Robert Pace: Productive Practicing

Clavier Magazine

July/August 1992
Reprinted by Permission

Recently I read an article about a father who started music lessons in order to appreciate what his 11-year-old daughter was experiencing in piano study. The impetus for this adventure came from listening to her practice; although he wanted to assist these efforts, he admitted, “When it came to helping her, I was useless.” Practicing is an art in itself, and too many students could use help in making practice time more productive. Those who practice ineffectively will generally play at a mediocre level, which provides them with little enjoyment; students who do not enjoy playing usually drop out of lessons.

Teachers generally attribute poor achievement to a combination of factors, including competition for time from other after-school activities; a fragmented practice routine that leads to ineffective preparation. While these problems may seem beyond teachers’ control, in my experience when students learn to accomplish more during practice, they derive more satisfaction from music study and begin to allot more time to practicing.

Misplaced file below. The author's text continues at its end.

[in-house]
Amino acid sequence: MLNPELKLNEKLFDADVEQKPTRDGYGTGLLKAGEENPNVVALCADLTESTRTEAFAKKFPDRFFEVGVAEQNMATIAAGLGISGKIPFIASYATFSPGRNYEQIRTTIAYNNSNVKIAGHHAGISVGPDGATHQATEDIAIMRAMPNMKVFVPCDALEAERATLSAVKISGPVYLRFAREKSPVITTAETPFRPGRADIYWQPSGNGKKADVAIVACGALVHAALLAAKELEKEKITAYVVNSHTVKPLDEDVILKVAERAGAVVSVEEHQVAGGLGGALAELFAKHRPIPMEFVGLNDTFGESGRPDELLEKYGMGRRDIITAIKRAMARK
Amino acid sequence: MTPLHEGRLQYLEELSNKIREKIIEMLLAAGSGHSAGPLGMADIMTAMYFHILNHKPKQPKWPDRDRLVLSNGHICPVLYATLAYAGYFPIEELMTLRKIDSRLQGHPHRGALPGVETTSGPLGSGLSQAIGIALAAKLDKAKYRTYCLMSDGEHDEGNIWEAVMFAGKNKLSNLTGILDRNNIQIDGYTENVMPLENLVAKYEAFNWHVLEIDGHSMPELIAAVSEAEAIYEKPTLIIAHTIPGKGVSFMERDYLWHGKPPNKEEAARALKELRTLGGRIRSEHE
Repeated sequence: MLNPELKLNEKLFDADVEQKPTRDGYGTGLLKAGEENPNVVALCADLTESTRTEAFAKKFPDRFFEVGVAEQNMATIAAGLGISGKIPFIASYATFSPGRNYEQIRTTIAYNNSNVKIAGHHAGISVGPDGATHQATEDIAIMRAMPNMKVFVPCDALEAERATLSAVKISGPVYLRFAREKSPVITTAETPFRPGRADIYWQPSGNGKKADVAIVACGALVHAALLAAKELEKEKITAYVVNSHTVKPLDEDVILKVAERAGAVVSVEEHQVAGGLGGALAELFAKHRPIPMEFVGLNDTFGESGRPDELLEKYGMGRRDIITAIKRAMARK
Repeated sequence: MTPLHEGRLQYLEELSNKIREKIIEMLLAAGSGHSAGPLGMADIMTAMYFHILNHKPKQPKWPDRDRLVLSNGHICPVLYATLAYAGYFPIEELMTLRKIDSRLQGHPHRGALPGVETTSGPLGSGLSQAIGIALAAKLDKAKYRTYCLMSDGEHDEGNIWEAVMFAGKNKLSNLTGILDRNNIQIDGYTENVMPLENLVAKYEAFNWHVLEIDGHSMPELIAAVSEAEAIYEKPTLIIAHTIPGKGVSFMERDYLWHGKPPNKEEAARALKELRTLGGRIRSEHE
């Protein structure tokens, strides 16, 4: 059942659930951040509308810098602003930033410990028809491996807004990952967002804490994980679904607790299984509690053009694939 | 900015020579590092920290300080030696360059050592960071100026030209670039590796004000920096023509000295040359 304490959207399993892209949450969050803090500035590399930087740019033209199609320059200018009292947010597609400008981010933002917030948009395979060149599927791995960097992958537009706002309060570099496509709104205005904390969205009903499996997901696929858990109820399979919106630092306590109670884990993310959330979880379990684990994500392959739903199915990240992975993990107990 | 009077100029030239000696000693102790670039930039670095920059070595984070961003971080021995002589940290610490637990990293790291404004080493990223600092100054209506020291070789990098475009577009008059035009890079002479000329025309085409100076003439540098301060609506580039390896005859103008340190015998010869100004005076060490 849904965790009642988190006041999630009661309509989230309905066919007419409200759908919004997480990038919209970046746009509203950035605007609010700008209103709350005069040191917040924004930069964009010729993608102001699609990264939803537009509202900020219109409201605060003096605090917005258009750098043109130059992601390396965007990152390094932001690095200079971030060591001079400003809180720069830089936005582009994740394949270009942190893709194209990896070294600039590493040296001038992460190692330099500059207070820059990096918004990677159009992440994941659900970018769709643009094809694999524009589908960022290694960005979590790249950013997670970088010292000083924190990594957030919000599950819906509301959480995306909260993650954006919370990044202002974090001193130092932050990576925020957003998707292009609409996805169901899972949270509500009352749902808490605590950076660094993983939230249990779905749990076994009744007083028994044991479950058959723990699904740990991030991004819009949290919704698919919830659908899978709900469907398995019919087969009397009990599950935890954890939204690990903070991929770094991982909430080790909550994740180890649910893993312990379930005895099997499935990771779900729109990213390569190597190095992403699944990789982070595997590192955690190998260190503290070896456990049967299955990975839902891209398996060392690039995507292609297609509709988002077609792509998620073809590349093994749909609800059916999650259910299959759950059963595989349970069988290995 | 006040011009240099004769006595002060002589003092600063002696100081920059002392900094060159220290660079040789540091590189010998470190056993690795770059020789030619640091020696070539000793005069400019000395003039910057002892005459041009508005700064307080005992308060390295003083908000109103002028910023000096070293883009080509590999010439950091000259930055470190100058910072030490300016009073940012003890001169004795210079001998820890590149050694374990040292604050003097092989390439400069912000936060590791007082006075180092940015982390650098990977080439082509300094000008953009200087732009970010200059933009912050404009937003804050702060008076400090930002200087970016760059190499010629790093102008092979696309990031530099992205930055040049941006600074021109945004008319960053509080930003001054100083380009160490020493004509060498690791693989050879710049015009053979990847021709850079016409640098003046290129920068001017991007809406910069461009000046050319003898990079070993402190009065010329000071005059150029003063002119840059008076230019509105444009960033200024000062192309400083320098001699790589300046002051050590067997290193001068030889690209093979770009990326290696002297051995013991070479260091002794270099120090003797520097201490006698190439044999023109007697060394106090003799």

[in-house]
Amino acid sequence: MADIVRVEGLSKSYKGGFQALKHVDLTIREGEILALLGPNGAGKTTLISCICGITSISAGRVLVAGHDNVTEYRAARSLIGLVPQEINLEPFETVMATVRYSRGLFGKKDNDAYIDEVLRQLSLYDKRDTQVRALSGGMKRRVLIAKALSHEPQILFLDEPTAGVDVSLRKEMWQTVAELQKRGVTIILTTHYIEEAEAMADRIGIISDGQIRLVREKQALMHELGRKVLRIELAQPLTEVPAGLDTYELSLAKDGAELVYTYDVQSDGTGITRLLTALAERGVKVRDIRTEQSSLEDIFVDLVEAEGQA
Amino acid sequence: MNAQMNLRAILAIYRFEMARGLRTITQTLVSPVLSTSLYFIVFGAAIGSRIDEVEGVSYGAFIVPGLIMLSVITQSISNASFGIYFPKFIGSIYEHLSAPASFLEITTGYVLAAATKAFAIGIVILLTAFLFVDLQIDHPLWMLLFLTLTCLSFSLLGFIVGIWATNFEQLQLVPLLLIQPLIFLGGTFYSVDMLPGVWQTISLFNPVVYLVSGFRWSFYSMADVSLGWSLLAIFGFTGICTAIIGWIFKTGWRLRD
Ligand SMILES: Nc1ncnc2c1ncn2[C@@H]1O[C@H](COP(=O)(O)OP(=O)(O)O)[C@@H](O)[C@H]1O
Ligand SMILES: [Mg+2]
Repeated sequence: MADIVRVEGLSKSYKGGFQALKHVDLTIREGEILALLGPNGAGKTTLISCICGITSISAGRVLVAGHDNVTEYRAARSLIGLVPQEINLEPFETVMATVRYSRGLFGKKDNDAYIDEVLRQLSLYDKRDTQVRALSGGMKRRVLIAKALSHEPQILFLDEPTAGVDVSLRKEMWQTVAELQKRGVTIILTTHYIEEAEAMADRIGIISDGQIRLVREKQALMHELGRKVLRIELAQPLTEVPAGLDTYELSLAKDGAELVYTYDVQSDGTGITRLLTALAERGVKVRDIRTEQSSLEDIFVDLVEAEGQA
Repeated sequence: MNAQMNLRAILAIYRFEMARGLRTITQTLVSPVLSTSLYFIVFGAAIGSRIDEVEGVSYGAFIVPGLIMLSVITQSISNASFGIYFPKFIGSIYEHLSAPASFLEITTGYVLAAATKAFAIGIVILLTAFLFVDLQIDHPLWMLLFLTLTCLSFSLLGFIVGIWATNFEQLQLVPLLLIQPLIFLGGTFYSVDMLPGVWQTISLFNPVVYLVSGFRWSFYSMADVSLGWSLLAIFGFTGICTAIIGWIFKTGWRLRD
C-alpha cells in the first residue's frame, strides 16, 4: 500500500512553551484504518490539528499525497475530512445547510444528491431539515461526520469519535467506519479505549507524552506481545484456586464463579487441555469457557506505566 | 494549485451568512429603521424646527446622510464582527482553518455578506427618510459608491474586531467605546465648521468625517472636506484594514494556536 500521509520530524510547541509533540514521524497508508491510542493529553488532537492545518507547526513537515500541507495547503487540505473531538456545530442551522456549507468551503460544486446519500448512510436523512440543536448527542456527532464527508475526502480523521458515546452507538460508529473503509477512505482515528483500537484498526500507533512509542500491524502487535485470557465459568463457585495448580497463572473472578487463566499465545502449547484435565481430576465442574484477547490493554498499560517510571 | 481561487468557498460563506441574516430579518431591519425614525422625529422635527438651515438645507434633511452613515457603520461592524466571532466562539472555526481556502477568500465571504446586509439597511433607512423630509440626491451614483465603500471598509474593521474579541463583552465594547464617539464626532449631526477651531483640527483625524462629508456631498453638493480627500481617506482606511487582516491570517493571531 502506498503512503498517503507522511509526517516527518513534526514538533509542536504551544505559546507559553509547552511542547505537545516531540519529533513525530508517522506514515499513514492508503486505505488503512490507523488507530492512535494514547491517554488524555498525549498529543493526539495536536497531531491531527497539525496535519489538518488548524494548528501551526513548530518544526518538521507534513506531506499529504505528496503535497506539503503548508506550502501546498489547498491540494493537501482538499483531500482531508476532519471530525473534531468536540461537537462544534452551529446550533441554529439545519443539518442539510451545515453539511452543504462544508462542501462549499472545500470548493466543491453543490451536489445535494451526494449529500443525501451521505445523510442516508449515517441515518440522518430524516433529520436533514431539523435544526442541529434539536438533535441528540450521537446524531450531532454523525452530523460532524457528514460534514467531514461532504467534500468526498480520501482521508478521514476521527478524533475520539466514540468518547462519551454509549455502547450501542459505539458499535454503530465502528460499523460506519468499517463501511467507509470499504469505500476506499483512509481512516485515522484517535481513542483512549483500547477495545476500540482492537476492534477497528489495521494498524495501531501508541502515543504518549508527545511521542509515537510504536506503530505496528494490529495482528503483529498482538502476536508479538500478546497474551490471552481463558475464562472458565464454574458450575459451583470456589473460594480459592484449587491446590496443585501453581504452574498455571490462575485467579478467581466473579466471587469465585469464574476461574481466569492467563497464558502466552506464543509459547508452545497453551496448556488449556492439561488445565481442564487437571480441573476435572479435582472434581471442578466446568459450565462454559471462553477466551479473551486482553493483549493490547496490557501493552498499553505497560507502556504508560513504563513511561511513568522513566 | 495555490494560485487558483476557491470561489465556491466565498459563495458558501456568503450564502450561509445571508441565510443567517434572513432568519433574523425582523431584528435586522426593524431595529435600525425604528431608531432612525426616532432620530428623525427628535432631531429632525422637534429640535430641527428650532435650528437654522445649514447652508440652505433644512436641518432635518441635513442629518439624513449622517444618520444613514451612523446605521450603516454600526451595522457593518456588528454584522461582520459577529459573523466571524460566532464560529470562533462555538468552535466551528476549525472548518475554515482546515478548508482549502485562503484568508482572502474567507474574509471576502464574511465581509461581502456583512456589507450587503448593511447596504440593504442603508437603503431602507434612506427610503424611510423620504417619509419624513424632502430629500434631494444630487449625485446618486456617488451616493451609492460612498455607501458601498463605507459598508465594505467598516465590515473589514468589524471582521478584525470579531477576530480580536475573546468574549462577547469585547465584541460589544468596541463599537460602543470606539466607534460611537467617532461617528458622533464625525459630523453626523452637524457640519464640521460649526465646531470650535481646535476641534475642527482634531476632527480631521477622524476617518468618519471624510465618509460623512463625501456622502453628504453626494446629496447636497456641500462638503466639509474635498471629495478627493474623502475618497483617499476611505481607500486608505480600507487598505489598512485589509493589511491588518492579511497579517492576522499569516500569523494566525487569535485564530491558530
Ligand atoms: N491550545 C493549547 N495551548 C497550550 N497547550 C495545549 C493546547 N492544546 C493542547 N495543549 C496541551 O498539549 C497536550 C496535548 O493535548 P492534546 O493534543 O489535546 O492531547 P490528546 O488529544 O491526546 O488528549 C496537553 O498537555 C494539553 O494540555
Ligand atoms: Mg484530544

If good daily practice is essential to progress for students, the same is no less true for teachers, who as professionals should continue to grow musically. It is only reasonable to require of ourselves what we expect of others, yet many of us fail to practice what we preach. We may allow extraneous matters to intrude into the daily practice period, assuming one exists. Instead of a well structured session with a variety of materials representing different styles and periods, practicing may be an end-of-the-day struggle with tired technique and resurrected repertoire. With a sharp focus on the music at hand and a better understanding of how to practice, both teachers and students should be able to accomplish more in the available minutes of daily practice. (If good daily practice is essential to progress for students, the same is no less true for teachers, who as professionals should continue to grow musically. It is only reasonable to require of ourselves what we expect of others, yet many of us fail to practice what we preach. We may allow extraneous matters to intrude into the daily practice period, assuming one exists. Instead of a well structured session with a variety of materials representing different styles and periods, practicing may be an end-of-the-day struggle with tired technique and resurrected repertoire. With a sharp focus on the music at hand and a better understanding of how to practice, both teachers and students should be able to accomplish more in the available minutes of daily practice. (Next >>)

Copyright 1992 by Clavier Magazine. All Rights Reserved.

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